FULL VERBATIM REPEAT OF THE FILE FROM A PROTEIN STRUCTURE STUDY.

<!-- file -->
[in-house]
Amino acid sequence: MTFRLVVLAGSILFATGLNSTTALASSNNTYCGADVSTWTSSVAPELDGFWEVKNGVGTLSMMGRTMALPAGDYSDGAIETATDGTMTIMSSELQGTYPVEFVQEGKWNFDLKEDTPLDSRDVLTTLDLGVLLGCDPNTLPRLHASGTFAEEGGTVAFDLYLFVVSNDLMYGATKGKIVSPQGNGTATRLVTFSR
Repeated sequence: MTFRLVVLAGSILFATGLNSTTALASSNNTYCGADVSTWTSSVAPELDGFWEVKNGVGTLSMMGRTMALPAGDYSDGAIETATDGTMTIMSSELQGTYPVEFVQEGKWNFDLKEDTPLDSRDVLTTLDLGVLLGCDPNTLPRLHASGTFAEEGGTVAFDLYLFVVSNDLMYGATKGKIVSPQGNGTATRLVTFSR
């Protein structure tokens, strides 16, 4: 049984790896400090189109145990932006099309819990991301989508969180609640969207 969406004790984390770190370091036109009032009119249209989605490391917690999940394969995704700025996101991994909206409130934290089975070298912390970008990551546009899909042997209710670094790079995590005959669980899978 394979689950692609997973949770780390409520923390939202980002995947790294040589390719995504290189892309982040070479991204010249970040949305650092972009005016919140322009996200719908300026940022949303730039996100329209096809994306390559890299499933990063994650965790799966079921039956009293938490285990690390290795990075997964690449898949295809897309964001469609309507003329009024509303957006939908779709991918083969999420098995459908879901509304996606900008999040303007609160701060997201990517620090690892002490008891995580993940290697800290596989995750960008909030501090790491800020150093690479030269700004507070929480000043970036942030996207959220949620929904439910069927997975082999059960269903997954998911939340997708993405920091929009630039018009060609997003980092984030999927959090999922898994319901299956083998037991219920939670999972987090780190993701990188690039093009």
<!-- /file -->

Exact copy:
[in-house]
Amino acid sequence: MTFRLVVLAGSILFATGLNSTTALASSNNTYCGADVSTWTSSVAPELDGFWEVKNGVGTLSMMGRTMALPAGDYSDGAIETATDGTMTIMSSELQGTYPVEFVQEGKWNFDLKEDTPLDSRDVLTTLDLGVLLGCDPNTLPRLHASGTFAEEGGTVAFDLYLFVVSNDLMYGATKGKIVSPQGNGTATRLVTFSR
Repeated sequence: MTFRLVVLAGSILFATGLNSTTALASSNNTYCGADVSTWTSSVAPELDGFWEVKNGVGTLSMMGRTMALPAGDYSDGAIETATDGTMTIMSSELQGTYPVEFVQEGKWNFDLKEDTPLDSRDVLTTLDLGVLLGCDPNTLPRLHASGTFAEEGGTVAFDLYLFVVSNDLMYGATKGKIVSPQGNGTATRLVTFSR
């Protein structure tokens, strides 16, 4: 049984790896400090189109145990932006099309819990991301989508969180609640969207 969406004790984390770190370091036109009032009119249209989605490391917690999940394969995704700025996101991994909206409130934290089975070298912390970008990551546009899909042997209710670094790079995590005959669980899978 394979689950692609997973949770780390409520923390939202980002995947790294040589390719995504290189892309982040070479991204010249970040949305650092972009005016919140322009996200719908300026940022949303730039996100329209096809994306390559890299499933990063994650965790799966079921039956009293938490285990690390290795990075997964690449898949295809897309964001469609309507003329009024509303957006939908779709991918083969999420098995459908879901509304996606900008999040303007609160701060997201990517620090690892002490008891995580993940290697800290596989995750960008909030501090790491800020150093690479030269700004507070929480000043970036942030996207959220949620929904439910069927997975082999059960269903997954998911939340997708993405920091929009630039018009060609997003980092984030999927959090999922898994319901299956083998037991219920939670999972987090780190993701990188690039093009």